The TORPIDO30/60 study is trying to find out how much oxygen is best for very premature babies. It will compare short and long term outcomes of premature babies who have had one of two different but commonly used levels of oxygen, to see if using higher or lower levels in the periods just after birth is better the for baby in the short and long term.

See ANZCTR for full trial details >

 

Trial Summary:

Oxygen is necessary for life, but both too much or too little can damage eyes, lungs and brain of very premature babies. These babies often need additional oxygen after birth as their lungs are not fully developed, however their ability to cope with too much oxygen (oxidative stress) is limited. The Torpido30/60 study will compare short and long term outcomes of preterm infants born at less than 29 weeks gestation who have had initial respiratory care in the delivery room with one of two different but commonly used levels of oxygen, to see if using higher or lower levels during the period just after birth is better for the baby in the short and long term.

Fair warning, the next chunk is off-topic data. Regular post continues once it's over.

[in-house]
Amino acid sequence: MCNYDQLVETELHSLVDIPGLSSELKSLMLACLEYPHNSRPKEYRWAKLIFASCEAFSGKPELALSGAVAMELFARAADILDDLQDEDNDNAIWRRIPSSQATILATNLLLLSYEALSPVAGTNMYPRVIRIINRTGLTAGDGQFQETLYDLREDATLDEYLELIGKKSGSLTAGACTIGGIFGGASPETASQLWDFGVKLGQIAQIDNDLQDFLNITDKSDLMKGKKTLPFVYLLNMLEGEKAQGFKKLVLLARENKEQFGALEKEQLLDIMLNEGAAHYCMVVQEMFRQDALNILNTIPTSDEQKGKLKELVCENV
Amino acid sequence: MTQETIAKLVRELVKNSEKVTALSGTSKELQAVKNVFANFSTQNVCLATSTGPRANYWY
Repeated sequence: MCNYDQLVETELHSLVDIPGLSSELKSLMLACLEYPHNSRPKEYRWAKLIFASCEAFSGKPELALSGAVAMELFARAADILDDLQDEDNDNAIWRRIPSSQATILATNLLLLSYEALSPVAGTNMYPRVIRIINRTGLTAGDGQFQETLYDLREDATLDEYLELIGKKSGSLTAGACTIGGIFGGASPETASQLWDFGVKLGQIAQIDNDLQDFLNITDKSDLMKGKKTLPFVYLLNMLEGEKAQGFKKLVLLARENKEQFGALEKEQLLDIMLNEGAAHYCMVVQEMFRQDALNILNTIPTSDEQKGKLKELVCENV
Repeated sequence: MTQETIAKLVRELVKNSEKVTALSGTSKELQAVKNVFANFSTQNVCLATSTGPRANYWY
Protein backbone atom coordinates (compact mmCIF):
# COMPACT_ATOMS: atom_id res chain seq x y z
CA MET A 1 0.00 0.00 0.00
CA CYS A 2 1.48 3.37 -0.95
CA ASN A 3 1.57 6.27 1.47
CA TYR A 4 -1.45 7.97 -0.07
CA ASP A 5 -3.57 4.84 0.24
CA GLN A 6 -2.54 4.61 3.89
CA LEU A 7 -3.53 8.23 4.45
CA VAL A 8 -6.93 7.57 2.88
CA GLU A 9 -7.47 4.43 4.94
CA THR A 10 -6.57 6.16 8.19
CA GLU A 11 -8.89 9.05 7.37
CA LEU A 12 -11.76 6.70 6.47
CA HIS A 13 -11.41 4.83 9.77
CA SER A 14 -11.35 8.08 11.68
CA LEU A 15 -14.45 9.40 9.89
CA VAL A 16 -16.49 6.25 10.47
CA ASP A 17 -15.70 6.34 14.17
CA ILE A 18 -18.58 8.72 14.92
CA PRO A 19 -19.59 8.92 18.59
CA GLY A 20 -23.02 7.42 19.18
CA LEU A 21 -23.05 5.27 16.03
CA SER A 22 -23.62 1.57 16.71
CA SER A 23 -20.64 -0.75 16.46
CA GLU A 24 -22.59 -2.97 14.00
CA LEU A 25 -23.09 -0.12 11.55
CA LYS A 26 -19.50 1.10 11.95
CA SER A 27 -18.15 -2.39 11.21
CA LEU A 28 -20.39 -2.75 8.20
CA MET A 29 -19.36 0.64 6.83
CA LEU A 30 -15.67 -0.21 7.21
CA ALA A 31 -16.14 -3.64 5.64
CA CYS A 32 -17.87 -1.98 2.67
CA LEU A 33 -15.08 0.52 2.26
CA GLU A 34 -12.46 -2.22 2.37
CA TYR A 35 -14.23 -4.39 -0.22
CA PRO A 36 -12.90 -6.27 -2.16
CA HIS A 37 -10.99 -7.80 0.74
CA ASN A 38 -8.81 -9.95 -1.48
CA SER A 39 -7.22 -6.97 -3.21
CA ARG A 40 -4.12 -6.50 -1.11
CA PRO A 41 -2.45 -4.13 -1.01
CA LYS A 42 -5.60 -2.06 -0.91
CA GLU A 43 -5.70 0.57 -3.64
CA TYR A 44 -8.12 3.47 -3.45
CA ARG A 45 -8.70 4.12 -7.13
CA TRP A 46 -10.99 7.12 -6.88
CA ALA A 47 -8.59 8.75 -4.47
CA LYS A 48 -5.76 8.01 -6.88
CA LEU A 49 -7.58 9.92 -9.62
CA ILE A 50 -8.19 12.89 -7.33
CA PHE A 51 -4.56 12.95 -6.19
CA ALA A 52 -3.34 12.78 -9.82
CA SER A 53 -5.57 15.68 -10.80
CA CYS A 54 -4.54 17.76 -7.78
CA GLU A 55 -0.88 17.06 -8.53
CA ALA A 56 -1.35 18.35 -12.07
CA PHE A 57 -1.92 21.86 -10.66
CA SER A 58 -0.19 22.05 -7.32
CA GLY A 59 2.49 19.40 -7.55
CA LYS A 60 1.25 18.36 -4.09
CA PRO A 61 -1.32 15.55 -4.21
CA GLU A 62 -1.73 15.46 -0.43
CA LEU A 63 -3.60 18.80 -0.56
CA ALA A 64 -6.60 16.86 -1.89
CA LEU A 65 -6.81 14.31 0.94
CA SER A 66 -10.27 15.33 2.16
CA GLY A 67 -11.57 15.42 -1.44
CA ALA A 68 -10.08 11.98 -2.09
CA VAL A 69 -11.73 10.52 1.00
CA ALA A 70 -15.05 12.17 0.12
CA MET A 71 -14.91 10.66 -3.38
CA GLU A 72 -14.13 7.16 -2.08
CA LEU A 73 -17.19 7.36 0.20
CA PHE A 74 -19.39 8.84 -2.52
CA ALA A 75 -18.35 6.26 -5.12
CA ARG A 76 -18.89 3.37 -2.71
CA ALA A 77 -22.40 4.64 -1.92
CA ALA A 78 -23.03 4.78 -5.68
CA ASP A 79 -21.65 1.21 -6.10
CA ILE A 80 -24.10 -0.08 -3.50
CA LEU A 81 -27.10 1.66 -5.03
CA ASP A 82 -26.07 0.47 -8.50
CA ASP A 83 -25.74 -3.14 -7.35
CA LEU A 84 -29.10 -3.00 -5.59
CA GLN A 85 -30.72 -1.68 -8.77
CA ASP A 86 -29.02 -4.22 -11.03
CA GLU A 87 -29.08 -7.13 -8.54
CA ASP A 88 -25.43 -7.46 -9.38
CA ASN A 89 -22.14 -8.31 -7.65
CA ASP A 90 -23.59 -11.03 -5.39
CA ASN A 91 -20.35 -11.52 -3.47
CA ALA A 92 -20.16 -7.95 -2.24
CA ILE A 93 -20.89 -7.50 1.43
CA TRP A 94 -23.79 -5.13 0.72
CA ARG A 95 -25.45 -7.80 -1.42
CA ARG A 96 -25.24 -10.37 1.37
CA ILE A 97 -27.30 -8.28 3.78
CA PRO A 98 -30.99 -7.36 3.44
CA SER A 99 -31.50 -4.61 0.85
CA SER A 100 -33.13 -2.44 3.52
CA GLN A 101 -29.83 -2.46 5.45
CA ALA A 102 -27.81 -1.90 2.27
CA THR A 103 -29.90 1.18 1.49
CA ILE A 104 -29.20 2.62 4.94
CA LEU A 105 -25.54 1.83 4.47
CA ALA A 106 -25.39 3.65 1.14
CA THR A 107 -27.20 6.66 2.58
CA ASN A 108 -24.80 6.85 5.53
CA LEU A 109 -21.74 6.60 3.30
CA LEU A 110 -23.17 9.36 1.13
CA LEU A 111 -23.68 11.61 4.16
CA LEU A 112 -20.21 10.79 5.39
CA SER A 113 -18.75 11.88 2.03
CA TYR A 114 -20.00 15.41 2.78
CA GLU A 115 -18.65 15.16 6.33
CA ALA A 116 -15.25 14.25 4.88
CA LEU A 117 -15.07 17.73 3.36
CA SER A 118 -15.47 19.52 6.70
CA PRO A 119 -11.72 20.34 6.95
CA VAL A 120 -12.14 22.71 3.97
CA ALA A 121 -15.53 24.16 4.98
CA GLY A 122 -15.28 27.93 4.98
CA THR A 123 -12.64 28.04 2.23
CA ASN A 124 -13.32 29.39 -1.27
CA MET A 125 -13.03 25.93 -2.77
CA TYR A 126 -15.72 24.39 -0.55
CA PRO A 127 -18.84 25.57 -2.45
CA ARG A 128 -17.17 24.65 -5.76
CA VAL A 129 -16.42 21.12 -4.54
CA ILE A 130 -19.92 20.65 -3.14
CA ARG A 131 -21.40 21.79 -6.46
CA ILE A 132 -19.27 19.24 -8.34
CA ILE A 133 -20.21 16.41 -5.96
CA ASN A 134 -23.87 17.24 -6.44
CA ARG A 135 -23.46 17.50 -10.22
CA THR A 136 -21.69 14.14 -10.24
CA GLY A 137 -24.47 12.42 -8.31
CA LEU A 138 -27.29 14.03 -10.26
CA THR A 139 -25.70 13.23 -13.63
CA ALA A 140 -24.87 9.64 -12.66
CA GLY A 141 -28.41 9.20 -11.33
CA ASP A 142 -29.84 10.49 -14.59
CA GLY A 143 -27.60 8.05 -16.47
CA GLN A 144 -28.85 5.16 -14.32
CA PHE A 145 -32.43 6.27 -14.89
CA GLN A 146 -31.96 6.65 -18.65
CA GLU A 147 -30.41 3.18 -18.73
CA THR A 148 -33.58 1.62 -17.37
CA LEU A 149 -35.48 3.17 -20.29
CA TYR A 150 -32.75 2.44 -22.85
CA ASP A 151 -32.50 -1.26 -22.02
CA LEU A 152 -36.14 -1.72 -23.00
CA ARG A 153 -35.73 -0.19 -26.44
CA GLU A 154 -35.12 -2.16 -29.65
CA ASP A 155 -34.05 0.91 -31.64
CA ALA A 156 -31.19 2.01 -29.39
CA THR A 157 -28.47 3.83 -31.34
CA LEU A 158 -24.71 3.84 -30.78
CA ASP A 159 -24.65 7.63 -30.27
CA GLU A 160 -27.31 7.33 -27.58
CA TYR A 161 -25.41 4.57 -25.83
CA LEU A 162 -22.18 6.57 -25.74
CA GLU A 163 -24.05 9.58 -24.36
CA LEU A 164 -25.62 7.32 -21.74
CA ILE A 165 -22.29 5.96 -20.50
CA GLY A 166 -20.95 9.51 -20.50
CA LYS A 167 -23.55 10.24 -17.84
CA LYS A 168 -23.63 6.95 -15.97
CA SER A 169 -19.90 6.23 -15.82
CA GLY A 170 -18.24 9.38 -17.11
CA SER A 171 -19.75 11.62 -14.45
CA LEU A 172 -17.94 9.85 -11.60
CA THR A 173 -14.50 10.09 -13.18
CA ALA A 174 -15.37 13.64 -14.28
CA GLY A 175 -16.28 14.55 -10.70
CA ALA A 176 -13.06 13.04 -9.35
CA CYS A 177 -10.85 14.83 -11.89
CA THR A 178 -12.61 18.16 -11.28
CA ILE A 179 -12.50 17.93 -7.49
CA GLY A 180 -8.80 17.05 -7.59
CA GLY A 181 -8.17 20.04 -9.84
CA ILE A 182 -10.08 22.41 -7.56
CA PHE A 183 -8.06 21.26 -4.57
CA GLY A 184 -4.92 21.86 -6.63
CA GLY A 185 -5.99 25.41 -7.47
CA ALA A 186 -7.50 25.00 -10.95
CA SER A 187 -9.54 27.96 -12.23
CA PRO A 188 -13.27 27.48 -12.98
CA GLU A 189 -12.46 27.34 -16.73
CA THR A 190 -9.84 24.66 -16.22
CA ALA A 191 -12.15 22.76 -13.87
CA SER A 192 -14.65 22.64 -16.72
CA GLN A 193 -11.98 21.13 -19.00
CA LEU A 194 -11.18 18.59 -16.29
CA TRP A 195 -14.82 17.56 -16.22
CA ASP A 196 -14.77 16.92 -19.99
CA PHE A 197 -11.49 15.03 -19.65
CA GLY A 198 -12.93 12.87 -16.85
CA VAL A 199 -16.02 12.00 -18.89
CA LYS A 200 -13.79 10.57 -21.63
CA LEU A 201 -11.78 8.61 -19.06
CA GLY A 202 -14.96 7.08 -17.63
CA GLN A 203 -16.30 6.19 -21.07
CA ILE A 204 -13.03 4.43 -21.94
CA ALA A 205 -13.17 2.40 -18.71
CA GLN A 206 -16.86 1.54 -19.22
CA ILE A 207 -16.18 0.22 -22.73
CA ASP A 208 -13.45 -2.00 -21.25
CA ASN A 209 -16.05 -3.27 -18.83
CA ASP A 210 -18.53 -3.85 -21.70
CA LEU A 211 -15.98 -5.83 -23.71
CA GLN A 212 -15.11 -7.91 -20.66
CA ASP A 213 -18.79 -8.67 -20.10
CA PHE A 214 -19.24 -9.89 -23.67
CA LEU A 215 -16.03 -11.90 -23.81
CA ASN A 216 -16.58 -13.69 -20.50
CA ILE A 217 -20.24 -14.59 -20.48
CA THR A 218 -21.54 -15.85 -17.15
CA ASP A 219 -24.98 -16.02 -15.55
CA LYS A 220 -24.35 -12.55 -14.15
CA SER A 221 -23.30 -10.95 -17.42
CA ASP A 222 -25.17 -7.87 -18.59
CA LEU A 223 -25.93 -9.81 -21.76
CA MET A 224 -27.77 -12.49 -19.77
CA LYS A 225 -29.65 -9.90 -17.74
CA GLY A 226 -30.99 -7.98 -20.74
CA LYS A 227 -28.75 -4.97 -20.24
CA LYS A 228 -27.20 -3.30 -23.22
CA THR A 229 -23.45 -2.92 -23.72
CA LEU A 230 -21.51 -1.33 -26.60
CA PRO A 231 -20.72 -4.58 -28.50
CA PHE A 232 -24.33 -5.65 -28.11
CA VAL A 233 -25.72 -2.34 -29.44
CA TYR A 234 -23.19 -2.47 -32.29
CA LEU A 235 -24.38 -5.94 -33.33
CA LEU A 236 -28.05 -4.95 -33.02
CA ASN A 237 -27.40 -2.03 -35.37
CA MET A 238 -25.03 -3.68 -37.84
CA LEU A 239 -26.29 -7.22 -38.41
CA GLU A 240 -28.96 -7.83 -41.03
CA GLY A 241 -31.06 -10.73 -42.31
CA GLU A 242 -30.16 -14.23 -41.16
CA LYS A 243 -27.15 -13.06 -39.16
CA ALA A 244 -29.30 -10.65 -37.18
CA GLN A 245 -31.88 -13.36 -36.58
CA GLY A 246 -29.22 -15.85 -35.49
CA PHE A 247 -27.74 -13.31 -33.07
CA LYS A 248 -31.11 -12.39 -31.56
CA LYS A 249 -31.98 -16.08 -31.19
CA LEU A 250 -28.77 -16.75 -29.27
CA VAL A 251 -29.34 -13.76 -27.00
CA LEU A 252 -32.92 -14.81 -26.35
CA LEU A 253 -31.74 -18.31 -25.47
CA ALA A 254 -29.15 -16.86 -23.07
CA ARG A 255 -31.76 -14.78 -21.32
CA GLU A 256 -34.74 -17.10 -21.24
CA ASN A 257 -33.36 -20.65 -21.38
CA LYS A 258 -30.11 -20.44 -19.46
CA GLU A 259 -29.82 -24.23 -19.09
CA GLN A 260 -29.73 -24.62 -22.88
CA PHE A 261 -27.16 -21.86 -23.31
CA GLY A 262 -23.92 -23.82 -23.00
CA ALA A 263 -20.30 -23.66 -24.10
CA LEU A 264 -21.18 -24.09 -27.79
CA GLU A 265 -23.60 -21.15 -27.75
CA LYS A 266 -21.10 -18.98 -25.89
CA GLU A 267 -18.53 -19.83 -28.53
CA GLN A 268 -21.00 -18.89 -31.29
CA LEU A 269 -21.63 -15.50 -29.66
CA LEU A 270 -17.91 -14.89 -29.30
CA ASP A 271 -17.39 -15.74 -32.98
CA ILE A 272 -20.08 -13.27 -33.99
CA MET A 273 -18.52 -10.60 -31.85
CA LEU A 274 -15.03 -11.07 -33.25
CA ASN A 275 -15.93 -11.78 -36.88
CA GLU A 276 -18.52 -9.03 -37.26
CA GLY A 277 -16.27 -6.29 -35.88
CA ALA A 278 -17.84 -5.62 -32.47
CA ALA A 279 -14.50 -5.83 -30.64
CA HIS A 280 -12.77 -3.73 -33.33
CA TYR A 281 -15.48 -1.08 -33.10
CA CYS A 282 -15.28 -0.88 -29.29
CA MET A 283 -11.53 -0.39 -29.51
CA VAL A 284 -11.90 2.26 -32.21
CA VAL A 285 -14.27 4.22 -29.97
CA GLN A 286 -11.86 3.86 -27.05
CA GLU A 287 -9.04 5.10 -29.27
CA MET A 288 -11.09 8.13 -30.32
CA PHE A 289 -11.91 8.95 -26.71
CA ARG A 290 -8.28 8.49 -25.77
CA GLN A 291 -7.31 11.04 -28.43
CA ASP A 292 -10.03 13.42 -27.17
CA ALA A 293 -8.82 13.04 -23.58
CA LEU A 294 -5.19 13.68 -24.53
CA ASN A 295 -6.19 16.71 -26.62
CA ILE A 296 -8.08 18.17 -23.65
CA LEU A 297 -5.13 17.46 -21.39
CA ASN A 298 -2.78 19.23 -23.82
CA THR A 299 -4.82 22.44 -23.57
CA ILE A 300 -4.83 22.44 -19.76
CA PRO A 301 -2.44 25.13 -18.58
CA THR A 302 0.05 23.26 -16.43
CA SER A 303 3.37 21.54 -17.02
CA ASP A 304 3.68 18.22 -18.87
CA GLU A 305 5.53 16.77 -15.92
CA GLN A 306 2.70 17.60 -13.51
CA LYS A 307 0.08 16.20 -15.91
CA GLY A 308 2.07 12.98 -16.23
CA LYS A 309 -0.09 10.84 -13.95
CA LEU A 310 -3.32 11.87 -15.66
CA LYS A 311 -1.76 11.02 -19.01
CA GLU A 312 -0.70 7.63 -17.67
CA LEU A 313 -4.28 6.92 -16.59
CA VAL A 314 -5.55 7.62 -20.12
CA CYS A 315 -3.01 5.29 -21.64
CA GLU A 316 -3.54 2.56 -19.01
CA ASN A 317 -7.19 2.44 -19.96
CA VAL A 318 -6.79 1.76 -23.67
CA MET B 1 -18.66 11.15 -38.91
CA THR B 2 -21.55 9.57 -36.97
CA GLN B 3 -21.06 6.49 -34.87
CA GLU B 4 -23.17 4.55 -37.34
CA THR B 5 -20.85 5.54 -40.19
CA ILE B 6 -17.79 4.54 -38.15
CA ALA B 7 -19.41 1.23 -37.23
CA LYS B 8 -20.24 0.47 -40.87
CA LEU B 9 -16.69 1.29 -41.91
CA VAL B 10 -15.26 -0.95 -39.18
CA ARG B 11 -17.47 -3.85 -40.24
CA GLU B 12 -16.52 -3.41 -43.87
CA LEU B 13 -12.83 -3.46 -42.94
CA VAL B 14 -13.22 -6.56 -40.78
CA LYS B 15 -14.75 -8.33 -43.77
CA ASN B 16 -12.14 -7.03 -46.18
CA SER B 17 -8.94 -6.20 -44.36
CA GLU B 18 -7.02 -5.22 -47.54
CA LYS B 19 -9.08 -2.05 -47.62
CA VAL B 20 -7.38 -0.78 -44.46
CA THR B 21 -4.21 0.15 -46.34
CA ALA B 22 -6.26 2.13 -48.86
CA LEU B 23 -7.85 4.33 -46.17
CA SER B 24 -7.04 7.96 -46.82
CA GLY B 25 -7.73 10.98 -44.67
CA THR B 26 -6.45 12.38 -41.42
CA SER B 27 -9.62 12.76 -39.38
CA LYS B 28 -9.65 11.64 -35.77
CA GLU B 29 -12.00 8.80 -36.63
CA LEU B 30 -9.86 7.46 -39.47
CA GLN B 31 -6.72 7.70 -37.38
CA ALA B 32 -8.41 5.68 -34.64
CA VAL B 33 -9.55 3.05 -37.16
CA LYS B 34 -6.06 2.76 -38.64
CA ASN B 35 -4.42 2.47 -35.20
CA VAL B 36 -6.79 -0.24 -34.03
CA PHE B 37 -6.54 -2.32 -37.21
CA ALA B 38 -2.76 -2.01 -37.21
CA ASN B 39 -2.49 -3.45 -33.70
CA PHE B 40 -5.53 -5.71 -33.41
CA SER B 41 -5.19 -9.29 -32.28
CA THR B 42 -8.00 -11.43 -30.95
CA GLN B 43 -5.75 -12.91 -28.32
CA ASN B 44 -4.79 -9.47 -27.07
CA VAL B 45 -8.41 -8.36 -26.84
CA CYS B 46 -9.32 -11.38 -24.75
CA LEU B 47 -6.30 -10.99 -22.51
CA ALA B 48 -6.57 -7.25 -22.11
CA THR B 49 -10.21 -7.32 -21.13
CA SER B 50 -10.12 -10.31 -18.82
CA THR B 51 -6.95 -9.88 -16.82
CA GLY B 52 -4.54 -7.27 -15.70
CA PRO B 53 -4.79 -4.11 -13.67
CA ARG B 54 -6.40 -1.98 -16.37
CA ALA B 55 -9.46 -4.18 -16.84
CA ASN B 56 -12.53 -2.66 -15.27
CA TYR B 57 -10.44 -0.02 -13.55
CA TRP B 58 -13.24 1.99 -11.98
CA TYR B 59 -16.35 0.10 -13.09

Supported By:

NHMRC 

Eligibility:

Infants born less than 29 weeks gestation.

Registration ID:

ACTRN12618000879268

Participation:

A target of 1470 babies born less than 29 weeks gestation requiring resuscitation in the delivery room.

Australian Lead Group:

NHMRC CTC

Status:

Recruiting

Activation Date:

01/08/2018

Chairs:

Dr Ju Lee Oei & Prof William Tarnow-Mordi

Contact:

torpido3060@ctc.usyd.edu.au